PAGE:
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Tom Cotton says he can freely oppose abortion rights for rape victims because ‘we live in a democratic society’

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Sen. Tom Cotton (R-AR) on Sunday suggested that women who become pregnant through rape or incest should not have the right to abortions.

In an interview on Meet the Press, host Chuck Todd noted that Cotton’s state of Arkansas and several others are passing draconian restrictions that effectively outlaw abortions in many cases.

“When do you think the fetus has constitutional rights?” Todd asked.

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Cotton declined to directly answer the question although he is on record voting for a bill that would force judges to treat fetuses like people.

“When does a fetus have constitutional rights in your mind?” Todd asked again.

“Chuck, what I want to find in this debate is area where we can agree on what we should do if a civil society,” Cotton replied. “If a baby can survive outside of its mother’s womb in a NICU as the amazing doctors are able to do at 22, 20 weeks, then we should protect that life.”

Todd pressed Cotton about why he has not supported an anti-abortion bill that protect a woman’s right to have the procedure if she is the victim of rape or incest.

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“I personally believe that life does begin at conception,” Cotton insisted. “That’s the standard that most Republicans who have held the presidency in modern times held as well. They understand there are certain tragic cases like rape or incest or when a mother’s life is in danger that we ought to an account for. That was the position that Ronald Reagan has as well.”

“But I personally believe life begins at conception,” he added. “As long as we have unelected judges making rules, we should find ways that we can protect the most innocent lives.”

“If you believe that life begins at conception then how do you justify an exception for rape and incest?” Todd wondered.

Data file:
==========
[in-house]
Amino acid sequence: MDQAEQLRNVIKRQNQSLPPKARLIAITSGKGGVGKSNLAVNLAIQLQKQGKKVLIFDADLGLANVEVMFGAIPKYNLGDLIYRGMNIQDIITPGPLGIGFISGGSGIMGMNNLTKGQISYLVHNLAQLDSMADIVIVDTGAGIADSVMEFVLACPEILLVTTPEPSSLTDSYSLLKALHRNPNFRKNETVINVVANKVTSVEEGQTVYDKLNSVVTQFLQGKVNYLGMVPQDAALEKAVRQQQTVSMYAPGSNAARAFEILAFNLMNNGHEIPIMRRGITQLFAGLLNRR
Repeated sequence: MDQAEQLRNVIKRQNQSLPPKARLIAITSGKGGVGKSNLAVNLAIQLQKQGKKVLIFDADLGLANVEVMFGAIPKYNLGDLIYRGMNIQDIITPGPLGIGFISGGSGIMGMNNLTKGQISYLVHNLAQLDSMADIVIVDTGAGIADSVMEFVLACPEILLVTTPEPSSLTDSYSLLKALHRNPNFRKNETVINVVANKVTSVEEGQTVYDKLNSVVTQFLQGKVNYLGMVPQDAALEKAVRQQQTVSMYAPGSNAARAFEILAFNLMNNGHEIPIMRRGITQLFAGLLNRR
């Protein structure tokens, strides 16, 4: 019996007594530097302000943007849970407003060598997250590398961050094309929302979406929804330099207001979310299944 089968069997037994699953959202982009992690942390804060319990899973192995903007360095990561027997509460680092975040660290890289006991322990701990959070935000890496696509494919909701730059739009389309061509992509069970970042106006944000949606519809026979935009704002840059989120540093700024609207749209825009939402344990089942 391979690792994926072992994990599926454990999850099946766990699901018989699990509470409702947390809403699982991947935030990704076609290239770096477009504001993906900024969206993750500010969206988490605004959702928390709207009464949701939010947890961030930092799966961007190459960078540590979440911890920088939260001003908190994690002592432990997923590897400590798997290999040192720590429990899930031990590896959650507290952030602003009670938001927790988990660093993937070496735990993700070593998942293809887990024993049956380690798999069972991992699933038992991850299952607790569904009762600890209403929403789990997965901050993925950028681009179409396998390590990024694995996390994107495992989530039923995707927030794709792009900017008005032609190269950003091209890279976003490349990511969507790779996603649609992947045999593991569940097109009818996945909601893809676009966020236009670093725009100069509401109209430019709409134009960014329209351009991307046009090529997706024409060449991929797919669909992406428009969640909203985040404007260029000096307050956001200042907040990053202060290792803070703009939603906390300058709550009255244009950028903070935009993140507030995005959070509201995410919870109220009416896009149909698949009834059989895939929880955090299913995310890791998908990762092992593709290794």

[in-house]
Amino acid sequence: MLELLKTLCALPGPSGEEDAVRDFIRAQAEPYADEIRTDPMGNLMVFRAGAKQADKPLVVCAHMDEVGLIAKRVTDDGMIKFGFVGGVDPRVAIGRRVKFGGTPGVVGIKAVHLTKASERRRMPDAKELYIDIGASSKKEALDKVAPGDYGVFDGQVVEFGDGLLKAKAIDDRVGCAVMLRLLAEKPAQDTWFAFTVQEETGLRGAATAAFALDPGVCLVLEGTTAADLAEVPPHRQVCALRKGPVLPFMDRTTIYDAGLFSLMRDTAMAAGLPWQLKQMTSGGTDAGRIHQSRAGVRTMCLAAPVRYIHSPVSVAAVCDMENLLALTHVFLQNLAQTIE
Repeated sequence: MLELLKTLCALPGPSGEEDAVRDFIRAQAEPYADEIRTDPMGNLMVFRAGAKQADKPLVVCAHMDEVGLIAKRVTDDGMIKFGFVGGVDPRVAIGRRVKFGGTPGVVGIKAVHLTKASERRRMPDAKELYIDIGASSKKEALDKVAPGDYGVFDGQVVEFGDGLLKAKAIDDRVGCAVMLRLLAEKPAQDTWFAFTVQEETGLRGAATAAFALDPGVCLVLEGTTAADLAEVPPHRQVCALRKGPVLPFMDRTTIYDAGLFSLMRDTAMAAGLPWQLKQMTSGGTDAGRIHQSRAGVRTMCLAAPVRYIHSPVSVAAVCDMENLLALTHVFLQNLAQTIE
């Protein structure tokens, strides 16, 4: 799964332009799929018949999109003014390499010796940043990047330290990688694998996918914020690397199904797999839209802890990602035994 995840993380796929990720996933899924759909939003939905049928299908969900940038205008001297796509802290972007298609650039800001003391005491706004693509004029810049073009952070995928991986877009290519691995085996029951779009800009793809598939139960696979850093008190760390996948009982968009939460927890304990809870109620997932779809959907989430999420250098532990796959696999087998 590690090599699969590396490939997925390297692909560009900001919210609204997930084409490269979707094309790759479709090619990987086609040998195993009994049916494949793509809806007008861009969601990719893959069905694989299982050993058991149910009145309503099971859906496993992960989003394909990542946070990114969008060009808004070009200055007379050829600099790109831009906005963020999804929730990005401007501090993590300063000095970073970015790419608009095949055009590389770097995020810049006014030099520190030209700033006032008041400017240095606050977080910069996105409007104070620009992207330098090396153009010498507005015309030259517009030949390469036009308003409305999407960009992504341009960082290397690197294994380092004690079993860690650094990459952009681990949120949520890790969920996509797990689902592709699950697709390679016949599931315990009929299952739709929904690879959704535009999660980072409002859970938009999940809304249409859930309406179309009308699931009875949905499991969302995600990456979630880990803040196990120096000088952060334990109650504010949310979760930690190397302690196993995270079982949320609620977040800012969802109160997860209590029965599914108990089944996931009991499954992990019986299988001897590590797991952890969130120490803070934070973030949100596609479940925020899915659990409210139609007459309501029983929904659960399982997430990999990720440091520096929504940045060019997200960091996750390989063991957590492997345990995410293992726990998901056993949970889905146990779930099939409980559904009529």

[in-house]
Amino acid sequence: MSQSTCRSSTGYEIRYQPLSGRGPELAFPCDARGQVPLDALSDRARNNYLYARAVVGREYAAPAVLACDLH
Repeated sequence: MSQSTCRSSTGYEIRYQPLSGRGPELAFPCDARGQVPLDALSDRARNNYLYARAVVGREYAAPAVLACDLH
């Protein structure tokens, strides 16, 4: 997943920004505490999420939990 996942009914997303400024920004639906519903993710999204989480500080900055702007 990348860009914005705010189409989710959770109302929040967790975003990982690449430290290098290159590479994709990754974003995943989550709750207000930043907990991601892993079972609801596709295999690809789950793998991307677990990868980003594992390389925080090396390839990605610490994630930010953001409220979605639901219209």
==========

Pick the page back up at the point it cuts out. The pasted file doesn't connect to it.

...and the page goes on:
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“Because we live in a democratic society,” Cotton said, suggesting that other politicians would fight for exceptions to rape and incest. “I recognize not everyone shares my views… I say that one of the major problems of having unelected judges make these kind of decisions, we don’t have the ability to have those democratic debates.”

Watch the video below from NBC.

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Zuckerberg: new Facebook panel can overrule him

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Facebook said Tuesday it has finalized its charter for its "independent oversight board," giving the panel the authority to overrule chief executive Mark Zuckerberg on questions of appropriate content.

The new entity, based on Zuckerberg's call for a "supreme court" that would make difficult calls on what is suitable content for Facebook, is moving closer to reality with the charter released by the social network.

Zuckerberg said in a statement the independent panel would have the final say on these matters of what belongs on the social platform.

"If someone disagrees with a decision we've made, they can appeal to us first, and soon they will be able to further appeal to this independent board," he said.

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Human Rights Watch accuses Brazil’s Bolsonaro of giving a ‘green light’ to illegal loggers to destroy the Amazon

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Human Rights Watch on Tuesday accused Brazil's President Jair Bolsonaro of giving a "green light" to illegal loggers to destroy the Amazon and failing to protect those defending the world's largest rain forest.

Bolsonaro, whose anti-environment rhetoric and policies have been widely blamed for a spike in fires and land clearing in the Amazon this year, has promised to open up the remote region to more development even as he faces growing international criticism.

Official figures show Amazon deforestation nearly doubled in the first eight months of this year, compared with the same period in 2018, to 6,404 square kilometers (2,472 square miles) -- more than twice the size of Luxembourg.

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So-called ‘limited’ nuclear war would actually be very bad and kill tens of millions, warns new report

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"We urgently need sensible action to reduce and eliminate nuclear risk."

Even a limited nuclear war would be catastrophic and kill millions, a new study finds, despite the belief of the Pentagon that the U.S. military could effectively and safely use nuclear weapons in a conflict.

The report, which Princeton University's Science and Global Security Lab presents in video form, affirms the position of anti-nuclear war activists that no use of nuclear weapons is sensible—or safe.

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